ABR (Adaptive Bitrate)

Adaptive Bitrate Streaming focuses on delivering content to the user as efficiently as possible. This is done by producing multiple versions of the same content at different quality levels. Depending on the user’s internet connection, it is decided whether the user receives the lower quality (lower loading time) or the better quality (longer loading time). Every version gets its playlist of video chunks. They consist of many short segments of the video, which are stored as .ts. If the user’s internet connection improves or declines, the next segment can be loaded at a different quality level. This is an efficient way to avoid loading times.

WebRTC = Web Real-Time Communication

WebRTC, or Web Real-Time Communication, is a unicast streaming protocol, similar to RTMP, that has a feedback channel to adapt the video/audio stream to the network that’s carrying it. In practice, this means that the quality of the connection can be taken into account when selecting the most appropriate stream quality, i.e., it supports adjustable bit rate streaming. It is an open-source project that provides web browsers and mobile applications with real-time communication (RTC) via simple application programming interfaces (APIs). It allows audio and video communication to work inside web pages by allowing direct peer-to-peer communication, eliminating the need to install plugins or download native apps.

P2P (Peer-to-Peer)

Peer-to-peer describes a technology that can establish computer-to-computer connections in real-time. In streaming, it is used to regulate data flows and provide relief for stressed servers and bandwidth. P2P networks enable viewers and their devices to share data with each other so that not everyone needs a connection to the origin server anymore. Instead, only a few do, and the risk of network congestion, problems with the streaming quality, or buffering times can be highly reduced. 

 

P2P solutions can be used whenever a stream has enough viewers worldwide or at least enough viewers in a close geographic localization. A P2P software generates clusters of viewers, who can share the data with each other. Therefore, they need to use the same ISP, browser, etc. The more people are joining a stream, the higher is the probability that some of them fit the conditions for sharing. Many eCDNs use P2P solutions to create a stable, high-quality stream inside of corporate networks. If you like to learn more about how P2P CDN technology, you can get your free datasheet here.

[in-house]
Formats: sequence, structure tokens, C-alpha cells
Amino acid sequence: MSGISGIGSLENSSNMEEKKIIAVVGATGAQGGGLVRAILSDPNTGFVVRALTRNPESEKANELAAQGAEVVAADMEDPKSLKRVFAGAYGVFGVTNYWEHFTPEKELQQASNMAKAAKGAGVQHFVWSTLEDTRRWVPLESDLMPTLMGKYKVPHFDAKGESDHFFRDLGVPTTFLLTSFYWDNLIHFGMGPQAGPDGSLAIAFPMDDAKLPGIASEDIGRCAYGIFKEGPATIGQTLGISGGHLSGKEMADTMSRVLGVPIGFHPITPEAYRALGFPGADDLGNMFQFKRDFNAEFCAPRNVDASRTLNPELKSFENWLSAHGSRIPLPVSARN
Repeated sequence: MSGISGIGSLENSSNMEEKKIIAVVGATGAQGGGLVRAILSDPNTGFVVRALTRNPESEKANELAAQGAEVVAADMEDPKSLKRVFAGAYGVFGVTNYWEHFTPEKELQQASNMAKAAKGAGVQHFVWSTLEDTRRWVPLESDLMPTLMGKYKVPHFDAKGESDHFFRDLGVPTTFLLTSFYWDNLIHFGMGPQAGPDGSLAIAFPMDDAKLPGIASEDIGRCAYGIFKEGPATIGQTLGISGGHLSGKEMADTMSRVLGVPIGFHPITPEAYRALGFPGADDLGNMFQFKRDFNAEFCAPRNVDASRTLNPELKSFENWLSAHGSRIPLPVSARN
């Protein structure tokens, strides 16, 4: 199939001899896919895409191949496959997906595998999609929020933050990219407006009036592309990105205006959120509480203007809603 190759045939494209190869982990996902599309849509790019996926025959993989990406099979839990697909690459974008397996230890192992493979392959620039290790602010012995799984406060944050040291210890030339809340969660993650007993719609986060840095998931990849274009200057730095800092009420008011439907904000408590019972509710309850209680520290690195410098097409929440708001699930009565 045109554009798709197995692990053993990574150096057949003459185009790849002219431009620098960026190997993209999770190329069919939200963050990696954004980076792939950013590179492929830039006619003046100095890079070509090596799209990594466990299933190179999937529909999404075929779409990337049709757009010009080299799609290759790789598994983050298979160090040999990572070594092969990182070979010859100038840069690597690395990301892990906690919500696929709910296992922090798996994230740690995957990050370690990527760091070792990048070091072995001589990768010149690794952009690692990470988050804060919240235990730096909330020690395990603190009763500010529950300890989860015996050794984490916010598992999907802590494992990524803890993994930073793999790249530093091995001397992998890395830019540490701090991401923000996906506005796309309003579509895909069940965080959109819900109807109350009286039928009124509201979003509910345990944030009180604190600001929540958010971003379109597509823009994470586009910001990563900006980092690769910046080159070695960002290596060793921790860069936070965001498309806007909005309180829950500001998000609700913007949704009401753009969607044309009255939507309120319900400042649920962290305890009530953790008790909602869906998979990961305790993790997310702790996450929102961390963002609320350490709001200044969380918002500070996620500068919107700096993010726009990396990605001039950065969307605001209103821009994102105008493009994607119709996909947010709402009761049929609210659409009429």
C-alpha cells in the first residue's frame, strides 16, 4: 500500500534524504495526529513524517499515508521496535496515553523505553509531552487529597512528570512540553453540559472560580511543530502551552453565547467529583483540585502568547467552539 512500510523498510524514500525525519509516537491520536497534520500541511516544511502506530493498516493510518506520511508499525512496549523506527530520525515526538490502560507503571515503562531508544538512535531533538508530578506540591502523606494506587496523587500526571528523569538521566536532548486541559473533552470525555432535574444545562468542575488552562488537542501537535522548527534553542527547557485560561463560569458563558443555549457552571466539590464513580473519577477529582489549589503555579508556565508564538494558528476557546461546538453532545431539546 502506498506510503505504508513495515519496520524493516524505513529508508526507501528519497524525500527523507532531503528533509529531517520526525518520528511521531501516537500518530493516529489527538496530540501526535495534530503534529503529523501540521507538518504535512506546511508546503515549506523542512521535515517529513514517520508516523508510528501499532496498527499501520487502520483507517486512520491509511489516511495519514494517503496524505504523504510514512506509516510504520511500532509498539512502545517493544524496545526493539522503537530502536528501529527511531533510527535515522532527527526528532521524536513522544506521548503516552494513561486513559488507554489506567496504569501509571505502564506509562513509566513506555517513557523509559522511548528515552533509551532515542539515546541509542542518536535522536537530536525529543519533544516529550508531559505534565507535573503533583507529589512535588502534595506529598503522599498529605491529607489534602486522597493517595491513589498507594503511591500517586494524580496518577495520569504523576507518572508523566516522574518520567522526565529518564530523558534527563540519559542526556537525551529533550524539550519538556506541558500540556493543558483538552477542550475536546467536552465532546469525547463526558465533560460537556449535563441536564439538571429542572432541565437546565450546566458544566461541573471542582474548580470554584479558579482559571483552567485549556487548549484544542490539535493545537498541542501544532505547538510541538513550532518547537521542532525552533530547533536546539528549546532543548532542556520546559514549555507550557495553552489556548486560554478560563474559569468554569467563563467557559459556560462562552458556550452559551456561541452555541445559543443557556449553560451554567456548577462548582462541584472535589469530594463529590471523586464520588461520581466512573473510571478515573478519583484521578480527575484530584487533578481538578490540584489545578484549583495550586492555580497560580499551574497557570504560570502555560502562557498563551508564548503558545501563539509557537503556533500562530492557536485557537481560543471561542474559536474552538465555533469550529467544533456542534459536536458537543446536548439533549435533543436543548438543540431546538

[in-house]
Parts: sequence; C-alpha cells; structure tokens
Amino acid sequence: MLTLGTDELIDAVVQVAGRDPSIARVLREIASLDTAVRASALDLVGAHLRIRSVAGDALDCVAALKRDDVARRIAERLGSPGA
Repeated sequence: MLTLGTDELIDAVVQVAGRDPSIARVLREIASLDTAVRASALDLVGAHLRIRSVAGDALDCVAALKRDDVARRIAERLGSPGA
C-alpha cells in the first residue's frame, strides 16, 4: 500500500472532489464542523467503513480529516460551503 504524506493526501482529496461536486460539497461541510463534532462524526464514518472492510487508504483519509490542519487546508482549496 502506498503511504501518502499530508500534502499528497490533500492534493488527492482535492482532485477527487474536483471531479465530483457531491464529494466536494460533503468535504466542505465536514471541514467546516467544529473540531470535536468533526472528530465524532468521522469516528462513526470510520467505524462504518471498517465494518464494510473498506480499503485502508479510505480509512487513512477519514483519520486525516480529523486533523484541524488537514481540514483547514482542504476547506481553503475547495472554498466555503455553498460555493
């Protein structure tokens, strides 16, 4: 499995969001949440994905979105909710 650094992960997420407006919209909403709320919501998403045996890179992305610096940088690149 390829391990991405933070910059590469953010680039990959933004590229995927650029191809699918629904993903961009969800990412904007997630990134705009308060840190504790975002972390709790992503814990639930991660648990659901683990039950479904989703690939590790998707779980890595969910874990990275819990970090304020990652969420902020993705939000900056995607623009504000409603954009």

RTMP (Real-Time-Messaging-Protocol)

RTMP is a protocol developed by Adobe that is able to transfer audio, video, and other files over the internet to a Flash Player. The protocol is also used for other Adobe applications. Since Flash Player is no longer the undisputed standard, RTMP areas are also slowly getting limited.

SRT (SubRip Subtitle file)

An SRT file is a text file that contains essential information about the video you want to stream. The SRT file is responsible for the subtitle, which is becoming increasingly important nowadays: Often, videos that are often played without sound when scrolling through social networks are provided with a subtitle so that the viewer can quickly recognize what the video is about, even without sound. Subtitles also play an important role in internationality, as they can be translated into countless languages. The SRT file contains the subtitle and important information about which part of the text belongs to which place in the video.

Flash vs. HTML5

In most cases, the video players we see in our everyday life on the Internet are based either on Flash or on HTML5. Which system is more suitable is a matter of taste. In the past, Flash players were often criticized for security gaps. HTML5 has been on the rise ever since and has proven itself, especially on mobile devices.

Get your free streaming term summary!

There are many foreign words in the field of live streaming. But to calm you down: There are many different technologies and innovations too, so it’s tough to keep up to date all the time. The way we can stream content over the Internet is continuously optimized and advanced. Sometimes it isn’t easy to keep the overview. That’s why we have created a short and concise summary of all the terms whose definitions you should not forget. 

About StriveCast

StriveCast is a leading technology provider for eCDN solutions. Our WebRTC-based P2P mesh network is used by large companies like Swisscom, Siemens, Gazprom, and NEP group to solve the problem of network congestion during live events. Based in Germany, we are constantly improving and adapting our cutting-edge P2P technology in order to provide the next generation of enterprise video delivery. Today, StriveCast connects over 150,000 users worldwide on a daily basis, saving customers up to 95% of CDN traffic with a unique server-side-managed Peer-To-Peer network.